INNOVATION SPOTLIGHT: Health startup offers personalized fitness and nutrition based on DNA

Paul Mercante

It’s beach season: the time of year when many pursue the ideal “beach body.”

However, with obesity rates rising globally, it has become more important than ever to encourage healthy living year-round. One-third of the world’s population is obese or overweight, costing billions in health care dollars each year. Preventive measures, like diet and exercise plans, are often touted as effective ways to address this global epidemic — but how do you know which plan is right for you?

Gene Blueprint hopes to address this problem with their personalized genetic fitness and nutrition programs. Genetics play a role in how health and wellness initiatives affect the body. Using patented gene scores and a sophisticated algorithm, Gene Blueprint compares a client’s genetics to genome-wide data. This enables the team to create highly personalized plans.

“Our algorithms integrate information from hundreds of thousands of variants,” explains president and co-founder Paul Mercante. “This helps us make evidence-based recommendations on the most effective nutrition and exercise strategies.”

Humans are 99.5 per cent genetically similar to one another, but millions of genetic variants lie in the remaining half percentage. This percentage reveals everything from eye colour to physical endurance. Gene Blueprint’s proprietary method, powered by machine learning, computes genetic scores with astounding accuracy. After clients complete a DNA collection kit, detailed fitness and nutrition plans are customized and shared along with the complete genetic results.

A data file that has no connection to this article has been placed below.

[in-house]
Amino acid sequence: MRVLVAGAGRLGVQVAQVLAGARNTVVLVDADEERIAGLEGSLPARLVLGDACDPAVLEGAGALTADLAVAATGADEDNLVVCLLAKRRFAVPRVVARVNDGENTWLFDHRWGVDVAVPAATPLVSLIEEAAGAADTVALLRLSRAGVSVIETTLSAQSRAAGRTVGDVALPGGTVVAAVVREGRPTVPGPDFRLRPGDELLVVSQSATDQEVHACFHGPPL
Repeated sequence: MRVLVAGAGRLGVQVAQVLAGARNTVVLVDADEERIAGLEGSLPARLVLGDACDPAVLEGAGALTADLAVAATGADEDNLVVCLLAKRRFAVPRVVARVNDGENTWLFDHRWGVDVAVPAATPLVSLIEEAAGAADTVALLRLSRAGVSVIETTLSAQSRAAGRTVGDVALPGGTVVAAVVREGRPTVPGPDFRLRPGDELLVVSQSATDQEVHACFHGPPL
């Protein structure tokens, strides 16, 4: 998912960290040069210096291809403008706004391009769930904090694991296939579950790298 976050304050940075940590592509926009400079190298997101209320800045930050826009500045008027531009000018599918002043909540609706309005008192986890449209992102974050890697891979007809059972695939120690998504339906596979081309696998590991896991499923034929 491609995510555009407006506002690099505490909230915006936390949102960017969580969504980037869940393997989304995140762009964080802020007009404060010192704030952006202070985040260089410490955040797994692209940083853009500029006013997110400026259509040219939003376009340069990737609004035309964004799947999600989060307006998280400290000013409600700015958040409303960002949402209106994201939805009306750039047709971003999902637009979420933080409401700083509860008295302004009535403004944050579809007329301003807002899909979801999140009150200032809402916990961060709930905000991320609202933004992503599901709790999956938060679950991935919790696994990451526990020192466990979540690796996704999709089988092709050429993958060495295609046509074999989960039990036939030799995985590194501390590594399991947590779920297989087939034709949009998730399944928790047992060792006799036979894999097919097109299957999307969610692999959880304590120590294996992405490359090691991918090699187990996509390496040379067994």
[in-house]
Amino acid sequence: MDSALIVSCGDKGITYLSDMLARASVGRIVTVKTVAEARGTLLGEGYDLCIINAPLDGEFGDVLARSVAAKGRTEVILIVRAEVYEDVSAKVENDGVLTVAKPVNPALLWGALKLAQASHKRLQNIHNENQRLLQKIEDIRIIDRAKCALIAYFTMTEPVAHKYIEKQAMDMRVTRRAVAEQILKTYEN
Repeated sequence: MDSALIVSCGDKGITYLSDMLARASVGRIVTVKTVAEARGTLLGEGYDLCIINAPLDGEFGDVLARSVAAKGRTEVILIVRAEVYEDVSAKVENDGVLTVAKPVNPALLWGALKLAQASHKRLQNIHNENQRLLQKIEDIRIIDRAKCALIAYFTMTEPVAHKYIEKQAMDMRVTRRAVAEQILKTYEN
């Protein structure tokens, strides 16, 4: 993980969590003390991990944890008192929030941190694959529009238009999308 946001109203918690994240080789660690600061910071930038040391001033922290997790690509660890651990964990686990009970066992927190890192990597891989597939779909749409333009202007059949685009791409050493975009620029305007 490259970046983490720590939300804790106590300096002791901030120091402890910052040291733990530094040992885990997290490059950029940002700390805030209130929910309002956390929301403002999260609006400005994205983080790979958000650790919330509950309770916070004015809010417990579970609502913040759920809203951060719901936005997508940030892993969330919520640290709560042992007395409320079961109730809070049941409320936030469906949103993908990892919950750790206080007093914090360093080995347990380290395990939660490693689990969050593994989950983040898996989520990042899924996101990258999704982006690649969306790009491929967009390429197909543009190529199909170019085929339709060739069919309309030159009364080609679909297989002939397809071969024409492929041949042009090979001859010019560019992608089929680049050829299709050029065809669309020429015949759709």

The Gene Blueprint kit is an example of “commercial genetics.” More companies are entering this market with cutting-edge consumer products that use genetic information to improve daily life.

“Using the power of science and genetic data, we are committed to making healthy living achievable. Our clients have shared that our personalized plans keep them motivated and engaged,” says Mercante.

Ultimately, the team wants to make a big impact.

“We hope our preventive health care measures will reduce the burden on health care systems locally and globally,” he says.

The team also sees value in Hamilton, and wants to position the city as a place to innovate in commercial genetics. To date, they’ve had impressive traction in the health care space, participating in high profile initiatives like Apps for Health and the new Hamilton Health Sciences Innovation Exchange.